- Conscience generally means that particular action of the brain. In which he gives judgment in terms of right and wrong by using intelligence. As such, it is an intellectual decision. It differs from feelings and thoughts in the sense that intellect is not used in emotion-based decisions. This conscience is a practical practice, which develops according to family and social values found in childhood. Likewise, laws also act to keep a person on the moral path, but the law is external
Is the element while the conscience is the inner aspect.
The conscience can also be understood by Sigmund Freud's psychoanalytic theory. According to Freud, the personality of any person is a set of three things and they have classified it. The tendency in this is only to attain happiness and in this stage he does not pay attention to any rationality while giving him the logical means of attaining happiness. But aspects of morality are ignored here. Super Ego performs the task of placing the person on morality and social values and this Super Ego consists of two mechanisms -
1. Conscience - One who gives instructions of a work to be morally right or wrong and when this instruction is disregarded then one feels guilt within that person.
2. Ideal Self - which presents ideal and imaginary images in the brain, what should a person do? People who achieve these ideals
They try to set new standards in society, but a common human ideal is governed by less than self and more than conscience.
The conscience prevailing in human behavior varies according to the situation and personality. We can classify some conscience situations as follows-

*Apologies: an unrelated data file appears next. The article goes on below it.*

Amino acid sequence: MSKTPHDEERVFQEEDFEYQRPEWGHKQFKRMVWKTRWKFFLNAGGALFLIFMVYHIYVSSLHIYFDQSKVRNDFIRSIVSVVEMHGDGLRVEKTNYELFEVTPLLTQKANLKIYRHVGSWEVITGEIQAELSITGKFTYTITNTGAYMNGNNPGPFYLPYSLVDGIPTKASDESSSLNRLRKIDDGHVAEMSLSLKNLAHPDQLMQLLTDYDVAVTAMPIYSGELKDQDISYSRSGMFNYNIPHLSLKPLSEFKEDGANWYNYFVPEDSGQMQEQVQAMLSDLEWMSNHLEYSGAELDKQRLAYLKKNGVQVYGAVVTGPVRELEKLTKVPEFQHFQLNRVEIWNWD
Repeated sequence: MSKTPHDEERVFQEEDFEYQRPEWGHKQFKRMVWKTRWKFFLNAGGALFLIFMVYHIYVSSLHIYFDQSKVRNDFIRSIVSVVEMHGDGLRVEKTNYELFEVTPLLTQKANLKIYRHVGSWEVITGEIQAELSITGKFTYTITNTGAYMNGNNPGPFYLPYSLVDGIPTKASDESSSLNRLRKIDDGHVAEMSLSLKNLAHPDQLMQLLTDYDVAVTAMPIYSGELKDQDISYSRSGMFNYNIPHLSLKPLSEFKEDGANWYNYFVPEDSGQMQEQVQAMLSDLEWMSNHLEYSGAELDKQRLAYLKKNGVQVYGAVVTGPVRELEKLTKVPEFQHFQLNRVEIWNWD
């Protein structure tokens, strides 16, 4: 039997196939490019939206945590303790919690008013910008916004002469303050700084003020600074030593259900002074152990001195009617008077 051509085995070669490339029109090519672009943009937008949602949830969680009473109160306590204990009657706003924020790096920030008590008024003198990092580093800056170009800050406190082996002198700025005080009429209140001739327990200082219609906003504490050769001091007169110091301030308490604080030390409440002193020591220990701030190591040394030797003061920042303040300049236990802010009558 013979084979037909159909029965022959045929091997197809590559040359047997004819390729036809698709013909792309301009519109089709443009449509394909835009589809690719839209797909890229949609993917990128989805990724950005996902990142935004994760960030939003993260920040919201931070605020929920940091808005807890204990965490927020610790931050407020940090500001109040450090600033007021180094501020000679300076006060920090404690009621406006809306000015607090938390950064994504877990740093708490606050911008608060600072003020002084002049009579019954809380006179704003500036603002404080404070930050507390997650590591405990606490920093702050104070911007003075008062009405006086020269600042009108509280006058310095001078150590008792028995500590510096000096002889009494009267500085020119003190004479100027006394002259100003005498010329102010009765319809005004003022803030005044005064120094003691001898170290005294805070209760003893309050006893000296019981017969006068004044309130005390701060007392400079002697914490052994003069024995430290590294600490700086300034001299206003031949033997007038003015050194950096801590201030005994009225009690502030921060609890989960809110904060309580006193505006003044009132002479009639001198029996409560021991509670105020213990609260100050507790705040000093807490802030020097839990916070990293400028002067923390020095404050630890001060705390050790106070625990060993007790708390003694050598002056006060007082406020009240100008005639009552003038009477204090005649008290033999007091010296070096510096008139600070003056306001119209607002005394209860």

1. True / True Conscience When a person has his or her conscience status by following factual information and legal limitations with ethical aspects, it is called true and true conscience because here legal aspects were not neglected during moral responsibilities.
2. Wrong conscience - When the conscience only considers moral aspects and disregards the factual information and legal limits, then this situation is of wrong conscience. A decision based on this conscience would be considered a violation of the code of conduct due to violation of law and a challenge to legal accountability for a public servant arises in this direction, hence this stage should always be avoided.
3. Definite conscience - Such situations when there is no dilemma in front of the conscience and the moral values to be followed are also clear, it is called a fixed conscience. Like e.g. For if speaking of the truth kills a person and in that case speaking untrue would be considered as a conscience.
4. Suspicious conscience - When there is a dilemma in choosing two decisions before the conscience and there is a possibility of both those decisions being wrong, then this situation is of conscience, this situation can be resolved by gathering additional information and facts, Extra and facts are not always available that is why any such occasion comes when decisions are taken on questionable conscience. Whether he is right or wrong will depend on the results.
5. Potential conscience - When there is a dilemma in any of the two decisions before the conscience and there is a fear of wrong of any one, but even then the conscience exhibits an inclination towards one decision, keeping aside the fear of mistake It is called a possible conscience and a particular person's inclination is emotion or any specific information.